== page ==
going to sell the skins in Bayan-Ulgii aimag and
he bought 3 pieces of raw skins from Gobi-Altai
aimag, and another one, processed by hand
from Khovd aimag.
Irves-3 MAPU and partners are going for
patrolling to Must, Altai, Uench sums and Gobi-
Altai aimag, according to testimony of the
accused.
During the last few years, it has been revealed,
that Kazakh people sells snow leopard skins to
Kazakhstan and Altai respublic from Bayan-Ulgii
aimag, and that there is an illegal trade network
has been established and widen up.
For instance, in 2004 two Kazakh people
(Mongolia) were revealed for selling 17 snow
leopard skins to Altai republic, which were
passed out of border post (Altai Respublic web).
From the survey document of the Irves-1 MAPU,
collected from the market informant, there are
5-7 snow leopard skins sold in Bayan-Ulgii aimag
market per year. Despite this information, it is
has been also resolved that there is person, who
was processing the skin by hand.
The main reason of snow leopard skin
transboundary trade is that there is poor
customs and border check of weekly
International flight from Kazakhstan to Bayan-
Ulgii aimag, International border checking point
to Altai republic and one Kazakh language (both
Mongolian and Russian).

Tibetans burn wild animal skins in Tibet to encourage wildlife preservation

ICT, Friday, February 10, 2006 08:59
The Dalai Lama, who has long been concerned with the moral and economic implications of poaching endangered animals, spoke against the use of illegal animal furs at a ceremony in south India in January. Since then, Tibetans have been burning animal skins, thus decreasing demand for animal skins and driving down profits for smugglers. Many Tibetans have also chosen not to wear illegal fur garments during traditional festivals because “the Dalai Lama said he was ‘ashamed’ to see images of Tibetans decorating themselves with skins and furs” last month, and the belief that wearing fur contradicts Buddhism is becoming more widespread.
The Dalai Lama’s concern with conservation reaches far beyond his efforts within the last month. In April of last year, he teamed up with conservation organizations Care for the Wild International and the Wildlife Trust of India to prevent the smuggling of endangered animal furs into Tibet from Nepal and India. This problem has become increasingly worse in recent years with illegal leopard and tiger pelts readily available. Enforcement against the trade of animal products protected under CITES is difficult and has been largely neglected in Tibet, which makes the recent conservation efforts of the local population extremely important.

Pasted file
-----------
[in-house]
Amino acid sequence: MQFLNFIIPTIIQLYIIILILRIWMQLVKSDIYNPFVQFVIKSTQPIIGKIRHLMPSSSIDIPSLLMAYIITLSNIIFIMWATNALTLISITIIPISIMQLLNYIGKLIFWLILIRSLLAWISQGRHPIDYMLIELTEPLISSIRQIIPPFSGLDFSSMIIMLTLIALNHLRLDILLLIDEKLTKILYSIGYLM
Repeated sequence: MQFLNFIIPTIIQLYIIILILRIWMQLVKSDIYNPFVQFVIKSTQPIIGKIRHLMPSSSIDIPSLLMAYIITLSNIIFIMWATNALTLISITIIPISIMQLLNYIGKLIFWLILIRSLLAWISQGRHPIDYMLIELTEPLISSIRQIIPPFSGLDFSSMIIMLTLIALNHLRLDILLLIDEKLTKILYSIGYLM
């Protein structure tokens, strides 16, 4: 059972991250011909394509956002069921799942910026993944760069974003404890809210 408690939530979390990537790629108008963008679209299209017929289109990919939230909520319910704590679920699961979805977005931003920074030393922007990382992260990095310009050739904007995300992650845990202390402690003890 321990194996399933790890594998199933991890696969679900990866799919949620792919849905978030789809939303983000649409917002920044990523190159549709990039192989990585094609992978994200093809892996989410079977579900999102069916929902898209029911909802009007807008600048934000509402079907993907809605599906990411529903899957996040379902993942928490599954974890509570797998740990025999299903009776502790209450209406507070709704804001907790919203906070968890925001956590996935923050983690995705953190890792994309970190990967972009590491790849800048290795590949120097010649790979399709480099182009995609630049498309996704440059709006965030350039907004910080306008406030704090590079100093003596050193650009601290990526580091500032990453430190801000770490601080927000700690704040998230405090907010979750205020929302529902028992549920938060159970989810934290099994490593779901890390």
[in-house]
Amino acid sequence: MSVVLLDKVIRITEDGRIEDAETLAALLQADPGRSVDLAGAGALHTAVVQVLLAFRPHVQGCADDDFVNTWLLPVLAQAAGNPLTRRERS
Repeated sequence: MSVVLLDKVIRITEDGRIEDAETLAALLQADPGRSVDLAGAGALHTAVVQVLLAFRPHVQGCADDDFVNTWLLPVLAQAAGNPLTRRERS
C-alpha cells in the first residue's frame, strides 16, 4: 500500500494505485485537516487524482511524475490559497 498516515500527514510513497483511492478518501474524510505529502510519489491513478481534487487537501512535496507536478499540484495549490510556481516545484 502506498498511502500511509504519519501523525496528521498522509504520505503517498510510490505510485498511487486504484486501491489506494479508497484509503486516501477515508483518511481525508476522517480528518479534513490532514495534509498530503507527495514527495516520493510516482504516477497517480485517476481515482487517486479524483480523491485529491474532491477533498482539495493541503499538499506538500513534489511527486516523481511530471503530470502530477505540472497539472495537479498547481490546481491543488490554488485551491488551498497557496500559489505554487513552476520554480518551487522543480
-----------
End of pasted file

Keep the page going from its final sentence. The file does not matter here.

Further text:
To read the full text of this story, see http://www.phayul.com/news/article.aspx?article=Tibetans+burn+wild+animal+skins+in+Tibet+to+encourage+wildlife+preservation&id=11801 For more information from Phayul.com, see

http://www.phayul.com/news/article.aspx?id=11727&t=1


Nature Conservation Foundation Receives 2006 Distinguished Service Award

Each year, the Society for Conservation Biology (SCB), the leading professional society for 
those seeking to conserve biological diversity and publisher of the internationally recognized 
journal Conservation Biology and the magazine Conservation In Practice, presents five 
Distinguished Service Awards to organizations and individuals who have made outstanding 
contributions to advancing the science and practice of conserving the Earth's biological 
diversity. The Nature Conservation Foundation (NCF), the Snow Leopard Network’s 
partner in India, has been selected as a recipient of a 2006 Distinguished Service Award.
Only fifteen organizations have ever received this honor, and NCF is the only institution 
from India to ever have been selected. According to SCB, NCF was selected for “the 
extraordinary scientific rigor, focus and imagination its members have applied to affect 
sustainable conservation of a wide variety of habitats in India.”  
Although a relatively young organization, NCF has already greatly contributed to 
conservation efforts in India by capturing the attention of leading scientists, contributing 
to the region’s conservation workforce, and even discovering a new species. Congratulations
to NCF for receiving this well-deserved honor. 
 
For more information on the Distinguished Service Awards and a list of previous winners,
http://www.conbio.org/SCB/Activities/Awards/.

Poacher Sansar Chand revealed Tibet, Nepal links: CBI

Belinda Wright, Executive Director
WILDLIFE PROTECTION SOCIETY OF INDIA (WPSI)
S-25 Panchsheel Park, New Delhi 110017, India

Monday February 6 2006 00:00 IST

 

On Friday, February 3, police in Delhi arrested Tibetan fur smuggler Neema Kampa, accomplice of the notorious poacher Sansar Chand. Chand was arrested in June, 2005, revealing that his illegal trade ring controls an estimated fifty percent of black market fur exports from India. Police even say every animal pelt that goes out of the country passes through the hands of his gang.

 

His influence spans beyond India; he has sold hundreds of leopard and tiger skins to international dealers, mostly from Nepal, that have passed through Tibet, making his trade network an international criminal activity. He allegedly accomplishes this by smuggling the skins in busses and as garments.

 

Chand’s Nepalese client and accomplice, Tashi Tshering (asias Chhewang), was arrested in December.

 

The Central Bureau of Investigation (CBI) is in the process of obtaining permission to either question Tshering in Kathmandu or obtain his interrogation report.

 

http://www.wpsi-india.org/news/06022006.php